It has also been found that intra-urethral instillation of PGE2 in women can enhance sexual response. Two women received a 0.5 mg dose of the PGE2 with PGF2α formula used in men in Example X above. The dose was administered using the same delivery system shown in FIG. 11. No urethral burning or other side effect were indicated. In comparison with vaginal intercourse without the PGE2/PGF2α, both women reported increased sexual arousal and ease of orgasm.
Some leakage of the solution from the urethra occurred in one individual, but only after sexual arousal had begun (approximately 3 minutes). It is believed this leakage can be eliminated by use of a gel formulation.
It was highly unexpected that intra-urethral PGE2 would have a beneficial effect in women since they have no cavernous sinus. However, a basis for the unexpected efficacy may be due to the existence of the “G-spot”.
Dr. Ernst Grafenberg was the first to describe an erogenous zone located beneath the anterior vaginal wall, in an article published in “The International Journal of Sexology” in 1950. His name has come to be associated with this area in both medical and lay publications, where it is often referred to simply as “the G-spot”. This area is about 2 cm deep to the pubic bone and is approximately the size of a small olive. It is soft and poorly outlined at rest. However, massage of this “G-spot” causes it to swell and become hard and well defined. A distinct pleasurable sensation is experienced by women, and orgasm appears to be associated with deeper pelvic contractions and to be more pleasurable from “G-spot” stimulation than orgasm resulting from clitoral stimulation alone.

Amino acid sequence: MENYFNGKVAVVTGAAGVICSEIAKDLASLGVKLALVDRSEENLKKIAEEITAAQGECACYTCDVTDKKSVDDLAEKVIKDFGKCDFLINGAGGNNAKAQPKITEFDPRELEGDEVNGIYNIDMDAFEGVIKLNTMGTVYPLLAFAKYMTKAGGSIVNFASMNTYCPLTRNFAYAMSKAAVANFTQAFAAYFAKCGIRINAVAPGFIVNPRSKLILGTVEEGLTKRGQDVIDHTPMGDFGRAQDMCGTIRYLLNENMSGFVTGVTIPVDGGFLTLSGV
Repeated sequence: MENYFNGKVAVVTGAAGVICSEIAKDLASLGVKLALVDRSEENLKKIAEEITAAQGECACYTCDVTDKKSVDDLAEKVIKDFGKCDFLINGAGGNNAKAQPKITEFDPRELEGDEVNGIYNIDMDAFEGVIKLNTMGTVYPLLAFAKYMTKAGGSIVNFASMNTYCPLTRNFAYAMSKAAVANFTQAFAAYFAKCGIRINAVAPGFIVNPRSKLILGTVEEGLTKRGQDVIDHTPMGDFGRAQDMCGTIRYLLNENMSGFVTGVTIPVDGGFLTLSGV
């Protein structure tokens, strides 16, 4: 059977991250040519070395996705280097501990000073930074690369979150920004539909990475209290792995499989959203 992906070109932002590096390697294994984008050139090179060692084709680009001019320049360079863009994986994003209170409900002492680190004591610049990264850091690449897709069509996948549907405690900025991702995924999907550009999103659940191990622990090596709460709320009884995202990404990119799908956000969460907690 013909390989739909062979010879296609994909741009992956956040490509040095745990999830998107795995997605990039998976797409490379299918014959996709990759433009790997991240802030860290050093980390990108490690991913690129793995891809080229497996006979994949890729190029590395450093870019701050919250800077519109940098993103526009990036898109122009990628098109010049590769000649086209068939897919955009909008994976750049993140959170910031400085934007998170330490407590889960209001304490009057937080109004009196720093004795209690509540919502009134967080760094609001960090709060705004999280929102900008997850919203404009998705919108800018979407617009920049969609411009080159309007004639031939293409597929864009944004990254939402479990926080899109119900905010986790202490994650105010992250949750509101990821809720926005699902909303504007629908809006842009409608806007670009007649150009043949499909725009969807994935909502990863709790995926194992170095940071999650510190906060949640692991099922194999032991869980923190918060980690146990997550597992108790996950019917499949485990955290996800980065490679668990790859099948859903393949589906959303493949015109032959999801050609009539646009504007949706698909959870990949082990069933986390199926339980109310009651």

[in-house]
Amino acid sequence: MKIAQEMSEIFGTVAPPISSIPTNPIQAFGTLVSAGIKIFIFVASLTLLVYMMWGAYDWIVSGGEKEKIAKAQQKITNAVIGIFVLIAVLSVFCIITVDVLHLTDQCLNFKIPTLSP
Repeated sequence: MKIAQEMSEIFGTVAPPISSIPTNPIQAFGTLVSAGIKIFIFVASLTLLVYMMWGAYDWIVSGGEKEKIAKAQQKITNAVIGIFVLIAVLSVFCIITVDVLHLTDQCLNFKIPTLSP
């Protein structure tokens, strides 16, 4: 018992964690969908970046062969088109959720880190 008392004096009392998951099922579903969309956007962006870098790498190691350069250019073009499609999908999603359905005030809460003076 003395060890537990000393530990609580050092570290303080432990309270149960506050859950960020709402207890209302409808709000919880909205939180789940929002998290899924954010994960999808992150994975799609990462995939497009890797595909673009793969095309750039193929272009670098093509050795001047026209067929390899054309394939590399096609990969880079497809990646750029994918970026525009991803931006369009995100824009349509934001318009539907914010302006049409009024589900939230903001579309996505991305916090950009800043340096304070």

The “G-spot” is believed by many to be analogous to the mail prostate, and this is discussed in a review article by J. Lowndes Sevely and J. W. Bennet in the Journal of Sex Research, February 1987, entitled “Concerning female ejaculation and the female prostate”.
Accordingly, it is believed that urethral placement of the PGE2/PGF2α composition permeates the female urethral wall and acts on the “G-spot” to provide sensations at least comparable to manual stimulation of that portion of the female anatomy. Also the response in females from urethral delivery of PGE2 and PGE2/PGF2α are believed to also result from urethral delivery of PGE1 and PGE1/PGF2α compositions.
Although this invention has been described in terms of certain preferred embodiments, other embodiments that are apparent to those of ordinary skill in the art are also within the scope of the invention. In particular, analogs or derivatives of PGE2 and PGF2α which do not affect the basic functionality of those molecules as described herein are also considered within the scope of the present invention. Accordingly, the scope of the invention is intended to be defined only by reference to the appended claims.
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|International Classification||A61K31/5575, A61K31/557, A61K9/00|
|Cooperative Classification||A61K31/557, A61K9/0034, A61K31/5575|
|European Classification||A61K31/5575, A61K31/557, A61K9/00M8|
|Mar 14, 2005||FPAY||Fee payment|
Year of fee payment: 4
|Mar 9, 2009||FPAY||Fee payment|
Year of fee payment: 8
|Apr 26, 2013||REMI||Maintenance fee reminder mailed|
|Sep 18, 2013||LAPS||Lapse for failure to pay maintenance fees|
|Nov 5, 2013||FP||Expired due to failure to pay maintenance fee|
Effective date: 20130918